Reform Council report rings alarm bells on development assessment reform

11 February 2011

A report released by the COAG Reform Council today rings alarm bells about the progress of national development assessment reforms, according to the Urban Taskforce.


In releasing its second annual progress report on reforms to deliver a seamless national economy, the Reform Council has urged COAG to address 10 reforms at risk, including planned reforms to development assessment processes.


The Urban Taskforces chief executive, Aaron Gadiel, said the lack of national action on planning reform was cause for serious concern.


Governments cannot remain idle while serious issues remain unaddressed, but the Reform Councils report suggests thats exactly whats happening, Mr Gadiel said.


The COAG Reform Council found that Australias governments had not reported back on the merits of extending code-based assessment to residential multi-unit and commercial and industrial buildings. This was supposed to take place in early 2010.


Australias housing shortfall is at 200,000 homes, with a projection for it to grow to 308,000 within three years, Mr Gadiel said.


The National Housing Supply Council, who identified this shortfall, has called for more as-of-right development and code-based assessment.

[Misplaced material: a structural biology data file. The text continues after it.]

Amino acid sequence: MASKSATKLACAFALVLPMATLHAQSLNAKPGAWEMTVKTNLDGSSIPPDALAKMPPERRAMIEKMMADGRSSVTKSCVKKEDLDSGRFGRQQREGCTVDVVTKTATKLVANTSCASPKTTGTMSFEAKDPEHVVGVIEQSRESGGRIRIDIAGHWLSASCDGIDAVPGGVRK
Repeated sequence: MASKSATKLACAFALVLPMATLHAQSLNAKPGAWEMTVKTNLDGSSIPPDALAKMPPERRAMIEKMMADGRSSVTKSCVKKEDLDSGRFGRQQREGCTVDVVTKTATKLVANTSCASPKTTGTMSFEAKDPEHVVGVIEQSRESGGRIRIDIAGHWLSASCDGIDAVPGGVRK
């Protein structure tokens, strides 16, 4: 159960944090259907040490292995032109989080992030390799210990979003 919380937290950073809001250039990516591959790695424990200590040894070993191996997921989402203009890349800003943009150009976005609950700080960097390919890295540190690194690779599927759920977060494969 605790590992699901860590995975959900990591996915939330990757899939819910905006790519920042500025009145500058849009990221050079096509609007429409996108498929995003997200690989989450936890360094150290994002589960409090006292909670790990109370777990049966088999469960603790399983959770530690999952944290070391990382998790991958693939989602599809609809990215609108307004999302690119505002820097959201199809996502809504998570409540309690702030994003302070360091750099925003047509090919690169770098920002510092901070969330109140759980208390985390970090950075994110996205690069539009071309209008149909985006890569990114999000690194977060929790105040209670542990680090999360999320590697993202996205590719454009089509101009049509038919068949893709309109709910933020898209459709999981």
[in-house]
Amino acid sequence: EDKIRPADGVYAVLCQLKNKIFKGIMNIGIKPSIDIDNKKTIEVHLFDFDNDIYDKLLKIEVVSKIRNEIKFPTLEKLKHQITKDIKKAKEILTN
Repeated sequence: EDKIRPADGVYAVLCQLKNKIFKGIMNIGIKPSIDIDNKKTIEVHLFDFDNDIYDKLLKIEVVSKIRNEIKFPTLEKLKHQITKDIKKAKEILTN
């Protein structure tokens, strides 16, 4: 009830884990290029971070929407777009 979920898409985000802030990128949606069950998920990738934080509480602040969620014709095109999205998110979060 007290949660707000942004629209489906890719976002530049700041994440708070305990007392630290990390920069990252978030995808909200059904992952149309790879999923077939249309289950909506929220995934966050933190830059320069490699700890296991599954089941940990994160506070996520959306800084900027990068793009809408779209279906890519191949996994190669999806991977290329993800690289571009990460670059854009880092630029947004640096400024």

Yet the governments, collectively, have not responded to this urgent issue in the way they said they would.


As-of-right development is where developers have a legally enforceable right to an approval if they choose to comply with a code. At present, for most of Australia, the decision to issue a planning approval is a discretionary one (even when land is already zoned for development).


More as-of-right development (via code-based assessment) would reduce the risks faced by developers when buying land and help depoliticise some development assessment decisions.


Mr Gadiel said the COAG Reform Council was right to criticise the development assessment reform agenda in as process-orientated.


The approach thats been taken is familiar to anyone whos had to deal with the planning system, he said. Ticking boxes and waffly implementation plans will not deliver reform on the ground.


The reports flags that the electronic development assessment initiative faces major resourcing issues. The lack of willingness of state and Commonwealth governments to fund this announced reform is spelt out with crystal clarity, Mr Gadiel said.


Its frustrating.


Were constantly hearing announcements about how the planning system is being improved, and this initiative, like so many others, seems to be disappearing in a puff of smoke.


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